There is a lot of talk in the world of patient safety about the need for patients to have access to information about their medical providers. The idea is that if a doctor’s (or hospital’s) track record is accessible and easily understandable, then medical patients will make informed choices about where to receive care. Professionals that are less capable, the idea goes, would be forced to improve or risk going out of business.
Of course, this idea is incredibly important for patients, because beyond the system-wide effects, it means that they will receive care from a professional who they believe they can trust and whose track record they have investigated. After all, it seems obvious that patient who are going under anesthesia and otherwise placing their lives at the mercy of another, would want to know the quality of care that the individual.
However, a Chicago Tribune article from last month explains how there is still one problem related to this choice of doctor idea that has many patients upset–subbing of surgeons. It is not uncommon for patients to carefully vet their doctors so that they feel comfortable knowing who is performing the operation only to find that it was actually a different doctor that performed the operation.
In some cases this substitution is for legitimate, unavoidable reason. However, a few advocates are arguing that there are many other cases that are not legitimate and instead represent a “bait and switch.” In those cases, some claim, patients agree to a procedure thinking that a (usually high-profile) surgeon will perform the operation, even though the surgeon does not actually perform the operation. These are sometimes referred to as “ghost surgeries.”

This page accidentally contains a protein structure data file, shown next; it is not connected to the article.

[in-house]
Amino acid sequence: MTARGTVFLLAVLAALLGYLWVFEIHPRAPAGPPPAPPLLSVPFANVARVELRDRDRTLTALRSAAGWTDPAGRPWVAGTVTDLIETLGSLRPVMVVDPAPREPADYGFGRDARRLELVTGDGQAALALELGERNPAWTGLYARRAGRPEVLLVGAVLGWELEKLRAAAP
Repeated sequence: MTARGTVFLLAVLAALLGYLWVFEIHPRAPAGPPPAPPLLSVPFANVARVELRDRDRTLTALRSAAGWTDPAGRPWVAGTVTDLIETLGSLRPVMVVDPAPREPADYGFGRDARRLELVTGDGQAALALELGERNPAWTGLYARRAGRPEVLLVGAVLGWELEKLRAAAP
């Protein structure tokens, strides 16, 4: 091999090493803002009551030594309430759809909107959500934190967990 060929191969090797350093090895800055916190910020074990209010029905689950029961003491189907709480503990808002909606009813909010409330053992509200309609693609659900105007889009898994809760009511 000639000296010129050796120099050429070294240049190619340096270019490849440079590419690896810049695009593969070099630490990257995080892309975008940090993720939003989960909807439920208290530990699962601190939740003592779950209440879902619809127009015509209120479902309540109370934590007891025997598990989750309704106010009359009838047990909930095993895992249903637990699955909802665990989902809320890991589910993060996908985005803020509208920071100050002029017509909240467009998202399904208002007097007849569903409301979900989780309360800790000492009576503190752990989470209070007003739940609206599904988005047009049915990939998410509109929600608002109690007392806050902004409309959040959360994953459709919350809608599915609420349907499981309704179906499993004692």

Ghost Surgeries & The Law
As a legal matter, the substitution of a surgeon alone is unlikely to be a cause for malpractice. That is because actual negligence (and harm) must be shown. However, there are many instances where patients were victims of malpractice who discovered during investigations into the case that the surgeon they thought performed the operation did not actually do so.
For example, the Tribune article explains the case of one woman who filed a medical malpractice suit after having her heart damaged in a cardiac surgery. She thought that the procedure was being performed by a well-known triple board certified cardiologist. It wasn’t. Instead, the operation was actually performed by a far less experienced professional. She quipped on the situation, “I sought the rock star, and I got the opening act.”
A few recent lawsuits have been filed in the Chicago area involving claim of unauthorized doctor-swapping. However, it is difficult to be successful in those cases barring actual injury–trust violations notwithstanding. But that is not stopping many patients rights advocates from standing up and seeking accountability. One noted that the problem of ghost surgeries is “alarming and disconcerting on so many levels, not just from a medical or legal standpoint, but from a trust and ethical standpoint.”
The attorneys at our firm believe strongly that openness and honesty are a crucial part of the caregiving process. These sorts of swaps, when done improperly are incredibly disturbing.
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